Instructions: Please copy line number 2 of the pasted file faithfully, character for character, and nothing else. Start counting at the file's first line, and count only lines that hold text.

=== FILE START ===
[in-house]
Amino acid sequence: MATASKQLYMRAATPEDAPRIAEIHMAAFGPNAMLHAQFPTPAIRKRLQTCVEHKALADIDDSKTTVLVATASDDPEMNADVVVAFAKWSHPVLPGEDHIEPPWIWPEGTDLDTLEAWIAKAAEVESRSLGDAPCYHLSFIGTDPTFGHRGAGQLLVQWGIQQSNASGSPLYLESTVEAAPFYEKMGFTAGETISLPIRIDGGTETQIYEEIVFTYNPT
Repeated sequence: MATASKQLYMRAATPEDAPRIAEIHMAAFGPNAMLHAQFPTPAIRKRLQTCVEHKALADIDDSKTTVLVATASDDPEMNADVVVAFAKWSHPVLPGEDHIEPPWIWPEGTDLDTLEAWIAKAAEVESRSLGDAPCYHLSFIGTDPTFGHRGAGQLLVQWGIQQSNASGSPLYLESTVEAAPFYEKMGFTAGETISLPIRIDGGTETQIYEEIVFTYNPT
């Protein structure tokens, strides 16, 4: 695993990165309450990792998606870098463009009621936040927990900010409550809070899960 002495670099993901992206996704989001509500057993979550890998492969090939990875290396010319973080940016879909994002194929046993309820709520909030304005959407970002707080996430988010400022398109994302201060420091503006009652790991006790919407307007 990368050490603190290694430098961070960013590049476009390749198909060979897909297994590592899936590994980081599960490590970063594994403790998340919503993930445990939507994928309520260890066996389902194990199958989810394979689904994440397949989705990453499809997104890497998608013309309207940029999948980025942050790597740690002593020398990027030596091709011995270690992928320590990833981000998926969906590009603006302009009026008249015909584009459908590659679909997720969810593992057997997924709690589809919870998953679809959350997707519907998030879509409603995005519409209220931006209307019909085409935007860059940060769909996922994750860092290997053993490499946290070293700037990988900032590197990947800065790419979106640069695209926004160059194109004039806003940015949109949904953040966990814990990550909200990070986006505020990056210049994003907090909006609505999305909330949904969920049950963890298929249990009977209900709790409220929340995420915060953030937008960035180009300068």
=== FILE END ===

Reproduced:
Amino acid sequence: MATASKQLYMRAATPEDAPRIAEIHMAAFGPNAMLHAQFPTPAIRKRLQTCVEHKALADIDDSKTTVLVATASDDPEMNADVVVAFAKWSHPVLPGEDHIEPPWIWPEGTDLDTLEAWIAKAAEVESRSLGDAPCYHLSFIGTDPTFGHRGAGQLLVQWGIQQSNASGSPLYLESTVEAAPFYEKMGFTAGETISLPIRIDGGTETQIYEEIVFTYNPT